In this chapter from his 1932 book, Times Square Tintypes, Broadway columnist Sidney Skolsky profiles crooner and bandleader Rudy Vallee.
RUDY VALLEE was born July 28, 1901, in Island Pond, Vt.
His real name is Herbert Prior Vallee. Took the name of Rudy from Rudy Wiedoft, the saxophone player. His idol.
Curses like a stoker. Has a temper and when it is aroused he screams like a woman.
His father was a pharmacist and owned a drug store in Westbrook, Maine, until last summer. The father is a French Canadian. His mother is Irish. Has one sister, Kathleen Marie, and one brother, William, who goes to Fordham College and lives with him.
Doesn’t drink much. When he does he takes a rye highball. The taste of Scotch makes him sick.
When the war broke out he ran away from home to enlist in the navy. While in a training school, they learned that he was only fifteen years old. He was put in the hoosegow until his parents called for him. Stills thinks he was a sailor.
His boyhood ambition was to be a letter carrier.
Sleeps in gay-colored pajamas. He snores and grinds his teeth. Occasionally he has a hot-water bag in bed with him to keep his toes warm. Gets semi-nightmares and wanders in his sleep. Several times his brother pulled him back from walking out a window.
Can play only two instruments. The saxophone and the clarinet. He two-fingers the piano a bit. He is left-handed.
As a kid and a student at Yale he was unpopular with the girls. While at college he majored in Spanish. His desire then was to be a wealthy South American business man.
He pinches the lobe of his ear with his finger nails when he is nervous.
Smokes occasionally. It is an English brand of cigarettes. He has posed for pictures smoking a pipe but detests one. Often requests people not to smoke a pipe in his presence.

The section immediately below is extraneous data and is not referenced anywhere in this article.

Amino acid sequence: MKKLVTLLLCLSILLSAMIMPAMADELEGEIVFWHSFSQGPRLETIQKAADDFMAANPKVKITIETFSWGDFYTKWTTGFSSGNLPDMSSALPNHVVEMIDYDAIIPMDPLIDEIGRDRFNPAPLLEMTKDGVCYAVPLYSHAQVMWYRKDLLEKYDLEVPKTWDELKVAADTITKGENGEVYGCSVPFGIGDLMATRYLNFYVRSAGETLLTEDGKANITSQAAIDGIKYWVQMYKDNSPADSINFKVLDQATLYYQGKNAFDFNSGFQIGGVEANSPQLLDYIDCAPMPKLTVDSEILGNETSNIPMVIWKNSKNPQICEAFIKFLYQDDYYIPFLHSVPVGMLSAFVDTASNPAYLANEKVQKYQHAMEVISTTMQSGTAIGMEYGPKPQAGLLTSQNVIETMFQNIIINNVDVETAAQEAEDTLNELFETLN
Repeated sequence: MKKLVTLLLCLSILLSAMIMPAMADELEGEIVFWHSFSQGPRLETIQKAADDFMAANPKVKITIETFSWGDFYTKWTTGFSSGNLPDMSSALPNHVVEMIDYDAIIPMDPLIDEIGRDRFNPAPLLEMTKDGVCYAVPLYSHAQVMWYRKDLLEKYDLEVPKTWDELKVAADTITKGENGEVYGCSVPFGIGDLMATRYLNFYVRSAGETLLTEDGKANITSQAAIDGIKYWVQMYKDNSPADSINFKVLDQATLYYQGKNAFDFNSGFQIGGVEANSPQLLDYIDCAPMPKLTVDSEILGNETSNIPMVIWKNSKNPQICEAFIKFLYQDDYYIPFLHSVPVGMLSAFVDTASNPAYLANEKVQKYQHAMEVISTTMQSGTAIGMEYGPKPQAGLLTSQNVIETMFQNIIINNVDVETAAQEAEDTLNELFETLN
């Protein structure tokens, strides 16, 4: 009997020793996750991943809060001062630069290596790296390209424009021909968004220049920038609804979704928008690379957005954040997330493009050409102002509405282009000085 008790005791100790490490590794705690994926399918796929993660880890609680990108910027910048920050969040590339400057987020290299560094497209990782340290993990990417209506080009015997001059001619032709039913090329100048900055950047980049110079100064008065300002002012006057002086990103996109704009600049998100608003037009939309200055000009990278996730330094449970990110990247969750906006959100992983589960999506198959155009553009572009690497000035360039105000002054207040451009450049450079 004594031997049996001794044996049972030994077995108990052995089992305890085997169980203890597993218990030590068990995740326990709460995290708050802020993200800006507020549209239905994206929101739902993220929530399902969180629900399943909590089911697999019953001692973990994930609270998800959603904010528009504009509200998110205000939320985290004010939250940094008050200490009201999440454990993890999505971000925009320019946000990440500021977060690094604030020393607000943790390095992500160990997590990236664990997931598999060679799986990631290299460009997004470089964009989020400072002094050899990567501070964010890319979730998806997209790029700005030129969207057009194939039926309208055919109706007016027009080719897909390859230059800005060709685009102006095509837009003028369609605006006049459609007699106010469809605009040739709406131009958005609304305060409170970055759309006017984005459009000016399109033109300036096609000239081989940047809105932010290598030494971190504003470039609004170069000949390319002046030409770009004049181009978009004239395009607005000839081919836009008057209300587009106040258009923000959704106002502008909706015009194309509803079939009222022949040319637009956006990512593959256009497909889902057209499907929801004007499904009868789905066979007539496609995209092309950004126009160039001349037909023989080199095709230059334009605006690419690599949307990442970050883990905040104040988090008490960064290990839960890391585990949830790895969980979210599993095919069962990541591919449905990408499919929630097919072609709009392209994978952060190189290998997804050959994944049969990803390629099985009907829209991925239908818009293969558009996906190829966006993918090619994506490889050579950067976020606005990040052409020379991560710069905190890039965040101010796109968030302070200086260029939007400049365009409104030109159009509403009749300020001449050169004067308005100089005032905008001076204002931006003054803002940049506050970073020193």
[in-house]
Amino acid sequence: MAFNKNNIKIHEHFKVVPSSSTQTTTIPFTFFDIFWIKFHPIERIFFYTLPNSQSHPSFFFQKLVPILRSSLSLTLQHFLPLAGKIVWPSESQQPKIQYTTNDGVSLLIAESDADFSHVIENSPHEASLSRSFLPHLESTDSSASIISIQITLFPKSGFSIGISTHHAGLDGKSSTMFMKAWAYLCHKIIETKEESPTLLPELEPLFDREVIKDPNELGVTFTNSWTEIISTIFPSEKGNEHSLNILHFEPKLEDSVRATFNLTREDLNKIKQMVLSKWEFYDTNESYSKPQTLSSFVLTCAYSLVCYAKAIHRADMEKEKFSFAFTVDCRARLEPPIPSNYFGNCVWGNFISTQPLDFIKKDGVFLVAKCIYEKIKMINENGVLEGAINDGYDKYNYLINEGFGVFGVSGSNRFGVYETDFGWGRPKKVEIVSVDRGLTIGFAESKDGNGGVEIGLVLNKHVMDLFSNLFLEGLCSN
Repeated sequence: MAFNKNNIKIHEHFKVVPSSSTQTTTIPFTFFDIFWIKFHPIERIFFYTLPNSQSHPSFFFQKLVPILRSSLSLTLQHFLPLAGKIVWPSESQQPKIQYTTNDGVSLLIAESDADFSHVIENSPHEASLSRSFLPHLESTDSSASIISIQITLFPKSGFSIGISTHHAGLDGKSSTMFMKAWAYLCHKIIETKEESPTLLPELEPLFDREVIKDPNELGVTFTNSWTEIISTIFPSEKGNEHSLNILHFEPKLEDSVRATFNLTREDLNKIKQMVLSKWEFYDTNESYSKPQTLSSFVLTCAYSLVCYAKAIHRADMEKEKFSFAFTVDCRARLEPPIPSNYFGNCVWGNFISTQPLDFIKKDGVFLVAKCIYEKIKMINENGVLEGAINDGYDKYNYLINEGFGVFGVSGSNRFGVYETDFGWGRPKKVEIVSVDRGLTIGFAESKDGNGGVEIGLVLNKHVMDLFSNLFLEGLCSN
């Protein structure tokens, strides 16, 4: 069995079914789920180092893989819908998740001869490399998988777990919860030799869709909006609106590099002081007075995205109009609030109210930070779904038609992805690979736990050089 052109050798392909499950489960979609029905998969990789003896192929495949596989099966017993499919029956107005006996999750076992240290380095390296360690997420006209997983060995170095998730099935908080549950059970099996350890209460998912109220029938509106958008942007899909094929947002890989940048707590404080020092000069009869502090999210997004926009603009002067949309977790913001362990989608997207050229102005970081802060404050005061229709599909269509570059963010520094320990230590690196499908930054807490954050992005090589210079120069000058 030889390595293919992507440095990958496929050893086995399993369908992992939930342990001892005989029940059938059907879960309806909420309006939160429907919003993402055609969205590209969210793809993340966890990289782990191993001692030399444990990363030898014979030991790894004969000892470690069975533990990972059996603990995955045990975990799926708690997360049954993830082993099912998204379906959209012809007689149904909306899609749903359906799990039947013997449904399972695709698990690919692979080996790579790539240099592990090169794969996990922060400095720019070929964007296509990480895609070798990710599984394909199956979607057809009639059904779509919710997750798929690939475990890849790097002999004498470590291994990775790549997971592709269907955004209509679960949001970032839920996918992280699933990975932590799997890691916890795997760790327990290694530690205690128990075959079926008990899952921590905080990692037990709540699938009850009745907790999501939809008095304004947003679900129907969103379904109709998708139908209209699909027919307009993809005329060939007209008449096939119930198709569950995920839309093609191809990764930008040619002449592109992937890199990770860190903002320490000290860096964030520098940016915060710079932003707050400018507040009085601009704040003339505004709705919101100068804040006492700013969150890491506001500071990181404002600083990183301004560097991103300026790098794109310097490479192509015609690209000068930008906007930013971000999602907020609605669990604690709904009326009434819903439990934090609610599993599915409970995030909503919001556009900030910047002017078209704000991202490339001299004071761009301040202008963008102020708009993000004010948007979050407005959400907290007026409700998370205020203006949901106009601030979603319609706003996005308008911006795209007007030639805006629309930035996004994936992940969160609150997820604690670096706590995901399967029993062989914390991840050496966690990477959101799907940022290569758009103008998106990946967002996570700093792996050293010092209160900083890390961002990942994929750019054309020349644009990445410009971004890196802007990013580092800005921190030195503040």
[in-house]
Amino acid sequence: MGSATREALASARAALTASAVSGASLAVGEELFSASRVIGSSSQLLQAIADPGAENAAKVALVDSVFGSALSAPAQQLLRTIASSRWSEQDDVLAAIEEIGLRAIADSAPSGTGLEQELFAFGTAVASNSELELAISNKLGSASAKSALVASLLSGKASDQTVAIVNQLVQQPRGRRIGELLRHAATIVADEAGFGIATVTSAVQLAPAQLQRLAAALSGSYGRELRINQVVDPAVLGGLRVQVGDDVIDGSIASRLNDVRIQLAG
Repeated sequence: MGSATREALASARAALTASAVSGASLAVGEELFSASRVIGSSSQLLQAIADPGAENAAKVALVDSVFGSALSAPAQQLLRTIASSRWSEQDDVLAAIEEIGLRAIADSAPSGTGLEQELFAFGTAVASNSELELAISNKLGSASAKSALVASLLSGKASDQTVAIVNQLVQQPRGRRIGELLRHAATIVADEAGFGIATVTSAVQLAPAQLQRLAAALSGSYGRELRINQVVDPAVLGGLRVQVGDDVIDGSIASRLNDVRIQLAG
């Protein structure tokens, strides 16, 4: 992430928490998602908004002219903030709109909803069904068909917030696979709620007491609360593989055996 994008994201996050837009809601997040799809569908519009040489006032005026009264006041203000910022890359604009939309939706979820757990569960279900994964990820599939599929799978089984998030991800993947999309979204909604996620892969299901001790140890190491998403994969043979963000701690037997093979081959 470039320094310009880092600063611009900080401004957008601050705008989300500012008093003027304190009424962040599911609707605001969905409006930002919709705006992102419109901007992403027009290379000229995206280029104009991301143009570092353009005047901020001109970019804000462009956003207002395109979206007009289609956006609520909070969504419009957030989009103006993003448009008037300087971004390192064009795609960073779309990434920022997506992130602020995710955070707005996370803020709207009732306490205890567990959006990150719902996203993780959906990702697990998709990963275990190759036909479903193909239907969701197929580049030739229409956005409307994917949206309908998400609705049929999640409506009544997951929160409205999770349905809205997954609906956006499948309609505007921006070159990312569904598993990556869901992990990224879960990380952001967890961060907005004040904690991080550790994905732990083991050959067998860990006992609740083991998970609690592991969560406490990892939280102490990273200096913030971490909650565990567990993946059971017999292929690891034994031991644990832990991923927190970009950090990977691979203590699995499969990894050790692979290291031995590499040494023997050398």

The kind of a woman who appeals to him the most is one of the Lenore Ulric type of beauty.
Can often be seen in Childs’ or in Thompson’s one-armed lunch place. His favorite dish is buckwheat cakes with plenty of butter.
While playing at the Rendezvous, he sang so low that Gilda Gray told him “to go get a megaphone.” He did. Now plans to use an all glass megaphone so people will be able to see his face when singing.
His blond eyebrows are not very prominent. Therefore for photographs and stage purposes he pencils in arched eyebrows.
Keeps all strings, bags and papers that he finds. His pockets are filled with bits of paper, cigarette crumbs, throat tablets and burnt matches. Buys every patent medicine that appears. He always carries at least three toothbrushes.
Whenever he takes a girl out to eat he tells her what to order.
Lets his clothes flop wherever he takes them off. Never bothers to hang them up. Is economical. Takes stains out of his suits with a home cleaning fluid.
While playing at the Paramount, two schoolgirls, watching him, decided that they had to meet him personally. Posing as interviewers from a high school paper, they were ushered into his dressing room. As a matter of courtesy, he offered his hand in greeting. One of the girls took it and fainted. The other fell back in a chair—exhausted. The house physician was called, and the girl was revived and escorted to the street. But not until the one who clasped Rudy’s hand let it be known that she was never going to wash the hand that touched her hero’s hand.
His great ambition today is to make one million dollars.
When reading he prefers Western stories. Believes the greatest book ever written to be The Guarded Heights, a story of college life at Princeton, by Wadsworth Camp.
Of all the songs he sings his favorite is “Deep Night.”
On May 11, 1928, he married Leonie Cauchois McCoy. The marriage was annulled the August of that year. He gives every girl the “Grey Dawn” test. Keeps them out until dawn, believing that if a girl looks good then she’ll look good any time.
Has two scars on his body. One is from an appendicitis operation. The other is a bit of gravel in his left knee cap. The result of a motor-cycle accident.
The one thing in life he fears is that some day he will be fat and bald.